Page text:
Can Recess Slow Childhood Obesity?


In almost all cases evolution is a good thing. The fact that I am sitting at a desk typing is evolution — my prehistoric ancestors found relief by banging their hands against a rock. The president's recent announcement that he has become fully evolved on the issue of marriage equality is another sign that over time, good things do indeed happen.


Conversely, the aggressive rate at which the obesity epidemic is evolving in the black community is a travesty. Recent articles, like Alice Randall's op-ed in the New York Times last week, would have you believe that black women, who are 60 times more likely to be obese than any other group, "want to be fat" and that they "love their curves" because they show their "wisdom."

The reality is no one loves diabetes, hypertension and heart disease, all of which are side effects of obesity. The very idea that black women love being fat, as Randall suggests, is not only absurd; it's dangerous.

According to the Office of Minority Health at the U.S. Department of Health and Human Services four out of five black women are obese — that is nothing to love or celebrate. The causes of obesity include a variety of health and economic issues, but it is also important to note that family trends and environmental factors also play a role. According to a 2010 brief from the Center for American Progress the rate of obese and overweight Hispanic and African-American children and adolescents ages 2-19 is approaching 40 percent, while the rate among their white counterparts remains below 30 percent. Why this gap?

There is a clear correlation between the health and wellness of parents and their children. Therefore, if large numbers of adult black women are obese and they have children, the probability that their children will also be obese is extremely high. Obese children turn into obese adults. So how can we temper the alarming childhood obesity rates?

Access to healthy foods has long been named as a major reason for the obesity trend but it's not the only culprit in the black obesity epidemic — access to the outdoors plays a prominent role as well. The National Wildlife Federation's Eco-School USA program recently launched the Healthy Living Pathway initiative, which emphasizes the importance of outdoor time but also encompasses other aspects key to healthy development, including general physical fitness and unstructured play.

A study by Active Living Research (pdf) stated that children can get up to 40 percent of their exercise through recess. Yet that same study also mentions that black and Hispanic kids are less likely to have recess than their white counterparts.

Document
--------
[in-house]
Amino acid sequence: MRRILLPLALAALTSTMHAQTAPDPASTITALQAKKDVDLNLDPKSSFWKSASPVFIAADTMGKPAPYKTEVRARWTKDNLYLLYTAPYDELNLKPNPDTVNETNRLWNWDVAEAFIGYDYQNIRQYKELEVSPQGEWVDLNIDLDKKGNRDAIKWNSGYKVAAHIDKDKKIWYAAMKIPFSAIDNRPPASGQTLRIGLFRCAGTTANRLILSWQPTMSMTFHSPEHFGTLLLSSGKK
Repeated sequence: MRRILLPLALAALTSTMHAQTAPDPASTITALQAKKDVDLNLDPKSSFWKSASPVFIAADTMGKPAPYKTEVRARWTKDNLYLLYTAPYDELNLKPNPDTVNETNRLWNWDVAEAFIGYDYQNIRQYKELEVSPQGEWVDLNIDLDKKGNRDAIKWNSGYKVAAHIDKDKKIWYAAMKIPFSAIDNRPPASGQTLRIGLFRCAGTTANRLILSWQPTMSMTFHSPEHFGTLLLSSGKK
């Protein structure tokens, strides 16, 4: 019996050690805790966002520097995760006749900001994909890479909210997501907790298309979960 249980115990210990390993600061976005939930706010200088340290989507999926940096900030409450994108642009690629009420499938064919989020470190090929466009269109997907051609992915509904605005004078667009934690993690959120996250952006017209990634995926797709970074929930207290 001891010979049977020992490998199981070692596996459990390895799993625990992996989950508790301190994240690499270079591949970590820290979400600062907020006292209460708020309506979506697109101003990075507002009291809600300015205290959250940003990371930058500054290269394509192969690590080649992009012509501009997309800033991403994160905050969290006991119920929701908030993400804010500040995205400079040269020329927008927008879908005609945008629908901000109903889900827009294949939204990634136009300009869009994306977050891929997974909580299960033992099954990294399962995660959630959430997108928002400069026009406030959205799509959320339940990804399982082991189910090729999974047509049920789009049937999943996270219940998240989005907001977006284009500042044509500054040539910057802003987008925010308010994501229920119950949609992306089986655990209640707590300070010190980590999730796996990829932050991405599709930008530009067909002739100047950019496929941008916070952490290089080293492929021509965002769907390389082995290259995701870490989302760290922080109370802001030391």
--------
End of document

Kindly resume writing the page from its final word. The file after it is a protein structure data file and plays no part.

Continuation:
Yes, it's true. Recess has been cut back across the country because of the now infamous No Child Left Behind Act. The legislation, whose stated purpose was to make students more competitive, has proven a mixed bag at best because of its focus on "teaching to the test." Outside the classroom, too, it has wreaked havoc, cutting into valuable recess time for some kids who can least afford to lose it. As stated in the Robert Wood Johnson's Healthy Living Communities report on preventing childhood obesity:

"Large urban areas in the United States remain flashpoints for violence and property crime, which attract national attention and cause many to question the safety of their own communities. Moreover, residents who live in communities plagued with dilapidated buildings, unkempt lots, crumbling or nonexistent sidewalks, crosswalks and bike lanes, may not feel as safe as residents who live in well-maintained communities."


Who wants to go outside and play, jog or walk in a park that is coming apart at the seams? Not me, that's for sure. The outdoors is an easy and inexpensive way to stay healthy — no membership or medication required. But before the outdoors can be used for health and recreation it must be safe.

So instead of placing blame or attributing banal stereotypes to why obesity is trending in the black community, we may want to take a look at the environmental barriers that exist that have yet to evolve from bad to green.


Danielle Moodie-Mills is the senior manager of Environmental Education Campaigns at the National Wildlife Federation and adviser to LGBT Policy and Racial Justice at the Center for American Progress. Read her musings on politics and pop culture at Follow her on Twitter.

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